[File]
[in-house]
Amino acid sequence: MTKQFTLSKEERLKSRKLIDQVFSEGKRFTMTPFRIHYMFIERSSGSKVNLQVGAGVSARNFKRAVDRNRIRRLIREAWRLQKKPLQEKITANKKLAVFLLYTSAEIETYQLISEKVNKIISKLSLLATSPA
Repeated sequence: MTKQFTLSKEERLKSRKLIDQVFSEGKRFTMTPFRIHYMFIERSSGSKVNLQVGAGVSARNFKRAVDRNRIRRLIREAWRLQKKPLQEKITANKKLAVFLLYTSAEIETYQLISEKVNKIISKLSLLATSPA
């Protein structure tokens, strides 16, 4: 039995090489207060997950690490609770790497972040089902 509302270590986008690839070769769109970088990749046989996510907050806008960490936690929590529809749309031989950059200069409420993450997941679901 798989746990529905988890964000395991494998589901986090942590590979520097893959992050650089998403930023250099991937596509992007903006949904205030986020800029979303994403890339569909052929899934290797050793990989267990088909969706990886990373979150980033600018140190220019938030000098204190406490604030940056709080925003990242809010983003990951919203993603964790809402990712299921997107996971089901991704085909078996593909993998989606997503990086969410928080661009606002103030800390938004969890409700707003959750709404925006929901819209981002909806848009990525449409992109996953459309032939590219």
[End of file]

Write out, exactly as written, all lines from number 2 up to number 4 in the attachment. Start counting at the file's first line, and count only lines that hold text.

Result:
Amino acid sequence: MTKQFTLSKEERLKSRKLIDQVFSEGKRFTMTPFRIHYMFIERSSGSKVNLQVGAGVSARNFKRAVDRNRIRRLIREAWRLQKKPLQEKITANKKLAVFLLYTSAEIETYQLISEKVNKIISKLSLLATSPA
Repeated sequence: MTKQFTLSKEERLKSRKLIDQVFSEGKRFTMTPFRIHYMFIERSSGSKVNLQVGAGVSARNFKRAVDRNRIRRLIREAWRLQKKPLQEKITANKKLAVFLLYTSAEIETYQLISEKVNKIISKLSLLATSPA
């Protein structure tokens, strides 16, 4: 039995090489207060997950690490609770790497972040089902 509302270590986008690839070769769109970088990749046989996510907050806008960490936690929590529809749309031989950059200069409420993450997941679901 798989746990529905988890964000395991494998589901986090942590590979520097893959992050650089998403930023250099991937596509992007903006949904205030986020800029979303994403890339569909052929899934290797050793990989267990088909969706990886990373979150980033600018140190220019938030000098204190406490604030940056709080925003990242809010983003990951919203993603964790809402990712299921997107996971089901991704085909078996593909993998989606997503990086969410928080661009606002103030800390938004969890409700707003959750709404925006929901819209981002909806848009990525449409992109996953459309032939590219």